- Open Access
ReprDB and panDB: minimalist databases with maximal microbial representation
© The Author(s). 2018
- Received: 24 April 2017
- Accepted: 10 January 2018
- Published: 18 January 2018
Profiling of shotgun metagenomic samples is hindered by a lack of unified microbial reference genome databases that (i) assemble genomic information from all open access microbial genomes, (ii) have relatively small sizes, and (iii) are compatible to various metagenomic read mapping tools. Moreover, computational tools to rapidly compile and update such databases to accommodate the rapid increase in new reference genomes do not exist. As a result, database-guided analyses often fail to profile a substantial fraction of metagenomic shotgun sequencing reads from complex microbiomes.
We report pipelines that efficiently traverse all open access microbial genomes and assemble non-redundant genomic information. The pipelines result in two species-resolution microbial reference databases of relatively small sizes: reprDB, which assembles microbial representative or reference genomes, and panDB, for which we developed a novel iterative alignment algorithm to identify and assemble non-redundant genomic regions in multiple sequenced strains. With the databases, we managed to assign taxonomic labels and genome positions to the majority of metagenomic reads from human skin and gut microbiomes, demonstrating a significant improvement over a previous database-guided analysis on the same datasets.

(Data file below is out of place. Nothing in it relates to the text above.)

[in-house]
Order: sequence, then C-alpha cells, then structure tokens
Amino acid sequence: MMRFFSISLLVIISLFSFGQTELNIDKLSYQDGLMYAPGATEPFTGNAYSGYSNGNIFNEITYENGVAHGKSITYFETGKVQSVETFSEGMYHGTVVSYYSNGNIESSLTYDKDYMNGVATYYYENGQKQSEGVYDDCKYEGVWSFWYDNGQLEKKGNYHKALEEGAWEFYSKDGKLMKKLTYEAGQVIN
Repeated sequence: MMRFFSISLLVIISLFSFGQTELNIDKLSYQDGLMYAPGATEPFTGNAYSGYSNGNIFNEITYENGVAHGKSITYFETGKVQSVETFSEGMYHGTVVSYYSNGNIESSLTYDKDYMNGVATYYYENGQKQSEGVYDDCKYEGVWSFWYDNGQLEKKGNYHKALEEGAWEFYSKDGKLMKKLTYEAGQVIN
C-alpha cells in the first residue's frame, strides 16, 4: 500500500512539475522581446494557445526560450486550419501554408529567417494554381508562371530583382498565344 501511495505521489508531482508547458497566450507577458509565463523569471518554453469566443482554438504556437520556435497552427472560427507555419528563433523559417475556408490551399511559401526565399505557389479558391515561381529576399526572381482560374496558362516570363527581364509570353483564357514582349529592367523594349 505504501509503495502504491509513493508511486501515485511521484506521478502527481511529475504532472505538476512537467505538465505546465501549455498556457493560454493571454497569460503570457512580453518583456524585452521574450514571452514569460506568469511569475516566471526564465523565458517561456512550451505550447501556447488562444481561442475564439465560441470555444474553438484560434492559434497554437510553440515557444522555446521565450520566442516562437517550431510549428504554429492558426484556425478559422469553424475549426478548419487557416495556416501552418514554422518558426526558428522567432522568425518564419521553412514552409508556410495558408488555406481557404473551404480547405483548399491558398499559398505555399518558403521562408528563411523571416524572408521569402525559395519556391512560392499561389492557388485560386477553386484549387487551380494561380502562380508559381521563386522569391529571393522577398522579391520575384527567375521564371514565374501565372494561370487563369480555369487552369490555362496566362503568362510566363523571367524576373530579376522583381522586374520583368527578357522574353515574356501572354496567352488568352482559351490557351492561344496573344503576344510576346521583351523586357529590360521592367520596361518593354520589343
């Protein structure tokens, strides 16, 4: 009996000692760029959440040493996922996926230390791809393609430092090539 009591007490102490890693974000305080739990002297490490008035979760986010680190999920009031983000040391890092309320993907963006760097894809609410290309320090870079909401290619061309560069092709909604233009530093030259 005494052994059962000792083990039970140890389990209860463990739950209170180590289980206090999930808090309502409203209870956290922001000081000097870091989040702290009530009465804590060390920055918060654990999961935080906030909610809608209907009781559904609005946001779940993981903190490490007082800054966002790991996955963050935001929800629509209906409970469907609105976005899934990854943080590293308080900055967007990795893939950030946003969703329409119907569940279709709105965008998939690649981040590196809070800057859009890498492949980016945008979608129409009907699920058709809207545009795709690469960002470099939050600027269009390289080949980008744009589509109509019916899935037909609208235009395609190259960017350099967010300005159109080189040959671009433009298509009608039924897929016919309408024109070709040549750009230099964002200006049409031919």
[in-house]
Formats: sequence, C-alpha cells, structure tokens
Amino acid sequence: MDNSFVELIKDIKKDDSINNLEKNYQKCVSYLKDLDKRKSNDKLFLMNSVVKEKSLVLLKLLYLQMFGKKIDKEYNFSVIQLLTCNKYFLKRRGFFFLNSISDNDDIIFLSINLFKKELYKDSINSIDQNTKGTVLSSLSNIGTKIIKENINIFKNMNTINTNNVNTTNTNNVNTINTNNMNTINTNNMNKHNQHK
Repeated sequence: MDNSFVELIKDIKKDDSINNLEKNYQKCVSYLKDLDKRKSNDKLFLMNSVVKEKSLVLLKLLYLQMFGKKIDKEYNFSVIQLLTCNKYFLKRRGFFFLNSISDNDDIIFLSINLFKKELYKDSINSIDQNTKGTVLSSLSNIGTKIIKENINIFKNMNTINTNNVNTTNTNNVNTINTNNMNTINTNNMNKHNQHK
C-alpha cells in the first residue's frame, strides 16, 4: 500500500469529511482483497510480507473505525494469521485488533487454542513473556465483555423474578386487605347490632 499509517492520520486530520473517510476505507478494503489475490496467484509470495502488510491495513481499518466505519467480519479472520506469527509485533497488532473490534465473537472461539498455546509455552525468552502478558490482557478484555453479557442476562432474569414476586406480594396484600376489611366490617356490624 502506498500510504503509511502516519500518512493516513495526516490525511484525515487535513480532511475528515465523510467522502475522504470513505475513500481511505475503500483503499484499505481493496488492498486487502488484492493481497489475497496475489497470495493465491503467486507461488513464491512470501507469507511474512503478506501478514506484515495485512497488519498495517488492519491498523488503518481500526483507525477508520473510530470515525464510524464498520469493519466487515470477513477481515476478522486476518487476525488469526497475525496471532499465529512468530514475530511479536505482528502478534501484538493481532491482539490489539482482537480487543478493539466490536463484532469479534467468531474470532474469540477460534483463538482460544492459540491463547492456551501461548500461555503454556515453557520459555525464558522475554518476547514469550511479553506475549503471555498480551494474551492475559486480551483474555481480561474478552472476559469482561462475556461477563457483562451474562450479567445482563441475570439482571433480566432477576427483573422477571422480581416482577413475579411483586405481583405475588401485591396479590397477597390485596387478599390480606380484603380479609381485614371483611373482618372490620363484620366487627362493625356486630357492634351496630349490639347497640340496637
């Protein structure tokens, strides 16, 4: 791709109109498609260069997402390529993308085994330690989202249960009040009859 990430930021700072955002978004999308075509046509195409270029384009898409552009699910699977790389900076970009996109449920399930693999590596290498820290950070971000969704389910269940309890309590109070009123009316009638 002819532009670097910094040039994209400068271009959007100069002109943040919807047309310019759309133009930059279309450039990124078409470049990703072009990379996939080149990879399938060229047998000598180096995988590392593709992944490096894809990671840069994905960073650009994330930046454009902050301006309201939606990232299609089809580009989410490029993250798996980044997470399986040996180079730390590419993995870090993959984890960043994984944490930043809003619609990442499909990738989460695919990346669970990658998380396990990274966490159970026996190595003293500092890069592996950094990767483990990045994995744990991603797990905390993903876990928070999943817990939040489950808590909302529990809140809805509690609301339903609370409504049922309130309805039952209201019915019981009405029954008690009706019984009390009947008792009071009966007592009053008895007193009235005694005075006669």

reprDB and panDB leverage the rapid increases in the number of open access microbial genomes to more fully profile metagenomic samples. Additionally, the databases exclude redundant sequence information to avoid inflated storage or memory space and indexing or analyzing time. Finally, the novel iterative alignment algorithm significantly increases efficiency in pan-genome identification and can be useful in comparative genomic analyses.
- Reference database
- Shotgun metagenomics
- Whole-genome alignment
The microbiome field has been revolutionized by sequencing technologies that enable reconstruction of microbial community composition and function. Metagenomic whole-genome shotgun sequencing (mWGS) samples the full genomic complement of a community to provide a high-resolution reconstruction of its species, strains, and even single-nucleotide polymorphisms. With adequate sequencing depth, mWGS data contain information on the scale of billions of short reads that can be deconvoluted to generate compositional and functional profiles of the hundreds to thousands of microbial species existing in a given microbiome.